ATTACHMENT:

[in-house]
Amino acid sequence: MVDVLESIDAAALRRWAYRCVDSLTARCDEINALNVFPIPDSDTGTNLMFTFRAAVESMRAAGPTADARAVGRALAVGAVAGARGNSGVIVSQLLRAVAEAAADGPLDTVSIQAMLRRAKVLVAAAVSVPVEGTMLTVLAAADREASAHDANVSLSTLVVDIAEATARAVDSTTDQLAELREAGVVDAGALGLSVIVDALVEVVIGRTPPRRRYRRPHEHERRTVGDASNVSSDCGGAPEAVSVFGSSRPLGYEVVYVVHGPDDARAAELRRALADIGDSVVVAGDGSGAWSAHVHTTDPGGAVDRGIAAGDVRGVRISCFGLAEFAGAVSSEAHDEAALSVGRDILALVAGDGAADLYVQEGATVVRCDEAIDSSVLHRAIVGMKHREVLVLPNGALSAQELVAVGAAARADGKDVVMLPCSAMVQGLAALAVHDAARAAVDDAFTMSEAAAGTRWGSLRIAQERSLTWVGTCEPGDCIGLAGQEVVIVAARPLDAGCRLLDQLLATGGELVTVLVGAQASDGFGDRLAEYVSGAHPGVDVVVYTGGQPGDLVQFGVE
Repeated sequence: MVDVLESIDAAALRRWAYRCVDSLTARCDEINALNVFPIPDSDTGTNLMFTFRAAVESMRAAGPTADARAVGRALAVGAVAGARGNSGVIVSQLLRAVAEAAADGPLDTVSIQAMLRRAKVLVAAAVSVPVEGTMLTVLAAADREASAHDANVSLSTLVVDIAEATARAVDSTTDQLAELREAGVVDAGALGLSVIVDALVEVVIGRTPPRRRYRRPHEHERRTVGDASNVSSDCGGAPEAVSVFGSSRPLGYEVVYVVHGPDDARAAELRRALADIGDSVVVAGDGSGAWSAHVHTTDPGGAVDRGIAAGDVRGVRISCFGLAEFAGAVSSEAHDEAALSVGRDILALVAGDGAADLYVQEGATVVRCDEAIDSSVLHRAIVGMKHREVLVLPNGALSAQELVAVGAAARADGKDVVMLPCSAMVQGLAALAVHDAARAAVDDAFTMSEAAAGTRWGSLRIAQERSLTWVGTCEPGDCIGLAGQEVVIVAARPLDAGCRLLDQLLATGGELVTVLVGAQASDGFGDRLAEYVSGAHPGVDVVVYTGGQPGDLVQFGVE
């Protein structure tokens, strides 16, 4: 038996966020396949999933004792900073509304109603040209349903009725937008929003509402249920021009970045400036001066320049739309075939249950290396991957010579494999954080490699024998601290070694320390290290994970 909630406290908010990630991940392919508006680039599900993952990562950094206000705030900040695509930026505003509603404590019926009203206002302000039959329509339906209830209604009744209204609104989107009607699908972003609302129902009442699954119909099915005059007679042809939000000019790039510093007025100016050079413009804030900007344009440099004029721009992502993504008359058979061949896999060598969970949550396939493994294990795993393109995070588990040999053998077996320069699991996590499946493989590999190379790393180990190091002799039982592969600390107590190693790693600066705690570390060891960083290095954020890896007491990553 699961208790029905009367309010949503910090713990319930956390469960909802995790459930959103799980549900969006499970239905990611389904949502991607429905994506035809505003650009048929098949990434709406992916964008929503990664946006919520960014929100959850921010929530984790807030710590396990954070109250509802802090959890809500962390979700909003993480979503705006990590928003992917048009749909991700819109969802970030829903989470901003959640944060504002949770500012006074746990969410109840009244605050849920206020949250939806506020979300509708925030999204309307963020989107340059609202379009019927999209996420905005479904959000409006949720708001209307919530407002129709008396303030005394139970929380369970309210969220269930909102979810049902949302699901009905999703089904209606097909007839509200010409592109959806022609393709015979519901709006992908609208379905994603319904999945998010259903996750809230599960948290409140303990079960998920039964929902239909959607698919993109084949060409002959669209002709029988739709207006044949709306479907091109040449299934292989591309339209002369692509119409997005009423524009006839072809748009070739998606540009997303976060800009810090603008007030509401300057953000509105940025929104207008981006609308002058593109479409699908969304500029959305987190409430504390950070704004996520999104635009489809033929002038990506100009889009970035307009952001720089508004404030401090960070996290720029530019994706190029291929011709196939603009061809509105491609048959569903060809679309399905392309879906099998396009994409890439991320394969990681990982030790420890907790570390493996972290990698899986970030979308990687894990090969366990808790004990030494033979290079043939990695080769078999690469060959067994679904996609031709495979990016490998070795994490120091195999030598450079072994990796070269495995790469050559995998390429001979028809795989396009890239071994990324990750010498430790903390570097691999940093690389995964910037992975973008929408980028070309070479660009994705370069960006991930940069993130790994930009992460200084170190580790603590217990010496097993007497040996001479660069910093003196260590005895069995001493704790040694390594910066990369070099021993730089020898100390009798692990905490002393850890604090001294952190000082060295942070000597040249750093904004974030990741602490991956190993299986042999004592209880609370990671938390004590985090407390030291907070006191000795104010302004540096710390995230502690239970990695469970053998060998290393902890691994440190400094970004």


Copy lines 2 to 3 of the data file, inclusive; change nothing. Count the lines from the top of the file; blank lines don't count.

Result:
Amino acid sequence: MVDVLESIDAAALRRWAYRCVDSLTARCDEINALNVFPIPDSDTGTNLMFTFRAAVESMRAAGPTADARAVGRALAVGAVAGARGNSGVIVSQLLRAVAEAAADGPLDTVSIQAMLRRAKVLVAAAVSVPVEGTMLTVLAAADREASAHDANVSLSTLVVDIAEATARAVDSTTDQLAELREAGVVDAGALGLSVIVDALVEVVIGRTPPRRRYRRPHEHERRTVGDASNVSSDCGGAPEAVSVFGSSRPLGYEVVYVVHGPDDARAAELRRALADIGDSVVVAGDGSGAWSAHVHTTDPGGAVDRGIAAGDVRGVRISCFGLAEFAGAVSSEAHDEAALSVGRDILALVAGDGAADLYVQEGATVVRCDEAIDSSVLHRAIVGMKHREVLVLPNGALSAQELVAVGAAARADGKDVVMLPCSAMVQGLAALAVHDAARAAVDDAFTMSEAAAGTRWGSLRIAQERSLTWVGTCEPGDCIGLAGQEVVIVAARPLDAGCRLLDQLLATGGELVTVLVGAQASDGFGDRLAEYVSGAHPGVDVVVYTGGQPGDLVQFGVE
Repeated sequence: MVDVLESIDAAALRRWAYRCVDSLTARCDEINALNVFPIPDSDTGTNLMFTFRAAVESMRAAGPTADARAVGRALAVGAVAGARGNSGVIVSQLLRAVAEAAADGPLDTVSIQAMLRRAKVLVAAAVSVPVEGTMLTVLAAADREASAHDANVSLSTLVVDIAEATARAVDSTTDQLAELREAGVVDAGALGLSVIVDALVEVVIGRTPPRRRYRRPHEHERRTVGDASNVSSDCGGAPEAVSVFGSSRPLGYEVVYVVHGPDDARAAELRRALADIGDSVVVAGDGSGAWSAHVHTTDPGGAVDRGIAAGDVRGVRISCFGLAEFAGAVSSEAHDEAALSVGRDILALVAGDGAADLYVQEGATVVRCDEAIDSSVLHRAIVGMKHREVLVLPNGALSAQELVAVGAAARADGKDVVMLPCSAMVQGLAALAVHDAARAAVDDAFTMSEAAAGTRWGSLRIAQERSLTWVGTCEPGDCIGLAGQEVVIVAARPLDAGCRLLDQLLATGGELVTVLVGAQASDGFGDRLAEYVSGAHPGVDVVVYTGGQPGDLVQFGVE